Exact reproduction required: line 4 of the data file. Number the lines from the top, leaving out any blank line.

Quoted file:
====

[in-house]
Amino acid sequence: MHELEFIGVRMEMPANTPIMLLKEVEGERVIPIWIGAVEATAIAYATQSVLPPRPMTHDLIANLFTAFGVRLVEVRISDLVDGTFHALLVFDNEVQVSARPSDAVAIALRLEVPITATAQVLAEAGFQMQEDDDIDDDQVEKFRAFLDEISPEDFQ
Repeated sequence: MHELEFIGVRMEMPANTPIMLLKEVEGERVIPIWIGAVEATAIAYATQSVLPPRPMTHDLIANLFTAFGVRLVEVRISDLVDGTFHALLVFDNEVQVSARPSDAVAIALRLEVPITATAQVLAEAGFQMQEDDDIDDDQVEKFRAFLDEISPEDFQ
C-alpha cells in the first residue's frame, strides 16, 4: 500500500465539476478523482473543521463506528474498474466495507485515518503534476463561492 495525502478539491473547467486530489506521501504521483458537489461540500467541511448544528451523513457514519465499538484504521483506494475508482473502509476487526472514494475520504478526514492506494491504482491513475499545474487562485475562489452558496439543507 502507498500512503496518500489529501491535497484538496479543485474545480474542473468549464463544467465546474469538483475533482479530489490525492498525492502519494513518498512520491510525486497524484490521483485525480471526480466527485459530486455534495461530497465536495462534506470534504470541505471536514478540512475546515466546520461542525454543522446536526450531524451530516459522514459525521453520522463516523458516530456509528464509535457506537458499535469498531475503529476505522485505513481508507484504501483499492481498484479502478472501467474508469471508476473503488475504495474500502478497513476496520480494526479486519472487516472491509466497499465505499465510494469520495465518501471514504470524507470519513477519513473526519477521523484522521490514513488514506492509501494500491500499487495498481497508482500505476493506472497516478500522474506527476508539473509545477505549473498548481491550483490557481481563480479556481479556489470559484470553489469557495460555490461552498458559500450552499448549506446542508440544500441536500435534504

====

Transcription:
C-alpha cells in the first residue's frame, strides 16, 4: 500500500465539476478523482473543521463506528474498474466495507485515518503534476463561492 495525502478539491473547467486530489506521501504521483458537489461540500467541511448544528451523513457514519465499538484504521483506494475508482473502509476487526472514494475520504478526514492506494491504482491513475499545474487562485475562489452558496439543507 502507498500512503496518500489529501491535497484538496479543485474545480474542473468549464463544467465546474469538483475533482479530489490525492498525492502519494513518498512520491510525486497524484490521483485525480471526480466527485459530486455534495461530497465536495462534506470534504470541505471536514478540512475546515466546520461542525454543522446536526450531524451530516459522514459525521453520522463516523458516530456509528464509535457506537458499535469498531475503529476505522485505513481508507484504501483499492481498484479502478472501467474508469471508476473503488475504495474500502478497513476496520480494526479486519472487516472491509466497499465505499465510494469520495465518501471514504470524507470519513477519513473526519477521523484522521490514513488514506492509501494500491500499487495498481497508482500505476493506472497516478500522474506527476508539473509545477505549473498548481491550483490557481481563480479556481479556489470559484470553489469557495460555490461552498458559500450552499448549506446542508440544500441536500435534504